8.2.5 Market Considerations

Challenges: The business case for joint development with utilities is heavily influenced by State regulations. The advantages of utility infrastructure are often limited by operational, safety, regulatory, and maintenance concerns. Therefore, it is not deployed as often as expected. Some public agencies have arrangements where utilities can place infrastructure along a ROW if they are willing to pay a fee or make a lease payment, while others allow in-kind payment. The latter is especially relevant for telecommunications utilities in which an agency is allowed to make use of ROW in exchange for usage of dark fiber, a communication service, or a combination of services. 229 Such in-kind payment arrangements can be especially valuable as transportation agencies pursue intelligent transportation systems.

For compensation that is not based on cost recovery, calculating the rental fees from a private utility to a public agency for ROW uses can be challenging since the land use differs between projects, and road corridor characteristics are not always comparable. Additionally, regulations which differ across States affect how utility ROW access can be valued. The simplest method is to assess the value of the land that the utility infrastructure passes through, based on appraisals involving nearby properties. An additional consideration when determining the maximum compensation to a State for ROW access is the cost of alternative routes to the user, as well as the breakeven points and projected internal rate of return under various scenarios. 230

Opportunities: Over time, State DOTs have been more open to allowing utility and telecommunications firms to access their ROW. Many projects with for-profit utilities have been implemented as shared resource agreements, under which an agency gives a company permission to build telecommunications infrastructure on its highway ROW. These agreements then allow the company to access its infrastructure as needed and the private company pays for ROW usage while also taking care of its construction and maintenance costs. 231

Because of the synergies between road rights-of-way and broadband networks, the Federal Government and many States are increasingly looking toward "dig once" policies, which require installation of fiber optic conduit during road construction. 232 This solution only increases roads costs by 1 percent while reducing fiber optic construction costs by 33 percent. 233 Providing a provision for utilities was also an aspect of the Ohio Cap at Union Station case, as discussed in Appendix Section IV.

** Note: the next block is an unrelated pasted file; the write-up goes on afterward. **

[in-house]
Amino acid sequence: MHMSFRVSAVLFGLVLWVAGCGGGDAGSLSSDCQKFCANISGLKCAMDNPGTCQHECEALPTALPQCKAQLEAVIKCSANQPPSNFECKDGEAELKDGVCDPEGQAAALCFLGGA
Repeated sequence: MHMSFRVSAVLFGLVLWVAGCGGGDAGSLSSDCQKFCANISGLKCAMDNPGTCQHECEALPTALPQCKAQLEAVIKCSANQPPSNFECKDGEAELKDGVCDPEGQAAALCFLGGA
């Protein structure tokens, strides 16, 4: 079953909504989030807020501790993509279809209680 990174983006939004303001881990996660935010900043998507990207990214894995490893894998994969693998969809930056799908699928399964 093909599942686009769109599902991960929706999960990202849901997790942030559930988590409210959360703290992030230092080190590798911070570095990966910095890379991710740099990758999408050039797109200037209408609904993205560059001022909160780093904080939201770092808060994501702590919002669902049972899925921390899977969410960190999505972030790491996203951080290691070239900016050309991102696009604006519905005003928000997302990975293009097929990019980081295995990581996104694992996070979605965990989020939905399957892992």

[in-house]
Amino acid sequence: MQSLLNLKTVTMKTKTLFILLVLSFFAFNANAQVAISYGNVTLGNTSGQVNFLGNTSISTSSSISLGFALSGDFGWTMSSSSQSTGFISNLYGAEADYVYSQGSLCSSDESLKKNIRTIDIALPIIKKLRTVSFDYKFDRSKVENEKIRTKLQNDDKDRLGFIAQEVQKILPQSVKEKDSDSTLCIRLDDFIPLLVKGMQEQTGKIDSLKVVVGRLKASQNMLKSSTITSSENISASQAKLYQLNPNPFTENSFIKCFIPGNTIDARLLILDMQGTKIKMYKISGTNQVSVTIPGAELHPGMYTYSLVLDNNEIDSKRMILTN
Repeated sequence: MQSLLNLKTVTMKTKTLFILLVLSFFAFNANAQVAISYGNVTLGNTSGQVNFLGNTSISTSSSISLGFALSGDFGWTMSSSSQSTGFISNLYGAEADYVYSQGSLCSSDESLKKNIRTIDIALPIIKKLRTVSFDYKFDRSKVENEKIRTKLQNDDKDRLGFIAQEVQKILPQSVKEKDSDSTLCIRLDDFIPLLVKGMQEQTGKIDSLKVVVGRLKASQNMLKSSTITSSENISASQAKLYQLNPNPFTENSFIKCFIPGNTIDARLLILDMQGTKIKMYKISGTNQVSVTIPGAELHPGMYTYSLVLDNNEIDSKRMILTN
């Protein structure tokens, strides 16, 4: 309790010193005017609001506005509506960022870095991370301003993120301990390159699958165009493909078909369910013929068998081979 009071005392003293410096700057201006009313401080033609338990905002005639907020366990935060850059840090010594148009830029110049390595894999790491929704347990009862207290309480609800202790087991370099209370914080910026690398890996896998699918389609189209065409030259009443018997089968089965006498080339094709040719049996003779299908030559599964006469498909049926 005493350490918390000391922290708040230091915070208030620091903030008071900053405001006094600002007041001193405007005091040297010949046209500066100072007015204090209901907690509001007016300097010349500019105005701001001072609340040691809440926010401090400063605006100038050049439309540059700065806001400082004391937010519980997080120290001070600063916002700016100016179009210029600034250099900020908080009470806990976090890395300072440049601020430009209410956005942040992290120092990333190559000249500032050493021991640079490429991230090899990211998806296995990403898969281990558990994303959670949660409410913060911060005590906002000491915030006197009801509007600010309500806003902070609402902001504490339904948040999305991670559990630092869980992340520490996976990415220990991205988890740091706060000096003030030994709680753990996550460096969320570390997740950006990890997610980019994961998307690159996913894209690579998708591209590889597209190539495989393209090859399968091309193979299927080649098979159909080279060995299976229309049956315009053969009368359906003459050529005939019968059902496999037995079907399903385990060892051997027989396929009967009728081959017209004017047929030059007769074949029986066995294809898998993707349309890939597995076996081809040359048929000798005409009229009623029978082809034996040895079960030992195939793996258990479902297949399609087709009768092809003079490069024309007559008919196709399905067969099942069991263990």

Solar panels on DOT-owned ROW also provide opportunities to generate revenue or offset expenses. A dozen State DOTs have utilized their ROW for solar panels to generate power for and reduce their operating expenses. 234

8.2.6 Political Considerations

Challenges: Political opposition may come from the following groups, among others: incumbent telephone companies, incumbent cable companies, transportation agencies, and public works departments. Opposition from incumbent cable and telephone providers is motivated by the fact that they invest in their own infrastructure and "dig once" lowers their competitors' barriers to enter the market. For transportation agencies and public works departments, these rules can make often complex road projects even more technically challenging, time-consuming, and expensive. Utilities may need to be relocated in the future if the road or utility is upgraded. Also, the utility will disrupt traffic if utilities are placed under the roadway and need future repair.

Opportunities: Federal and State agencies are extensively discussing "dig once" legislation, in large part because of the significant savings associated with implementing these policies. In addition to strong support from broadband advocates, particularly those seeking to expand rural broadband, many incumbent internet service providers have begun to support these policies. They view the cost savings and advantages of ROW access as outweighing the threat of increased competition. State DOTs also have incentives to support policies that promote utility joint development, since they are becoming increasingly reliant on technology requiring broadband. 235

8.2.7 Economic and Equity Considerations

Challenges: Utility joint development can be challenging where an existing ROW is renovated to accommodate underground utility cables.

Opportunities: ROW is easier to obtain in a negotiation than privately owned land, which has many stakeholders with different interests and varying willingness to compromise. Additionally, it is less expensive than obtaining easements on private property or even leasing on other rights-of-way, such as railroads. Other advantages of accessing highway and road networks over other alternatives are that they are extensive as compared to the rail system and have more open areas for construction than private land. This efficiency and lower cost of installation makes expanding broadband to low-income and low penetration areas, particularly in rural areas, more financially feasible.

8.2.8 Case Studies

Example 17: Utah Department of Transportation Broadband Program 236 237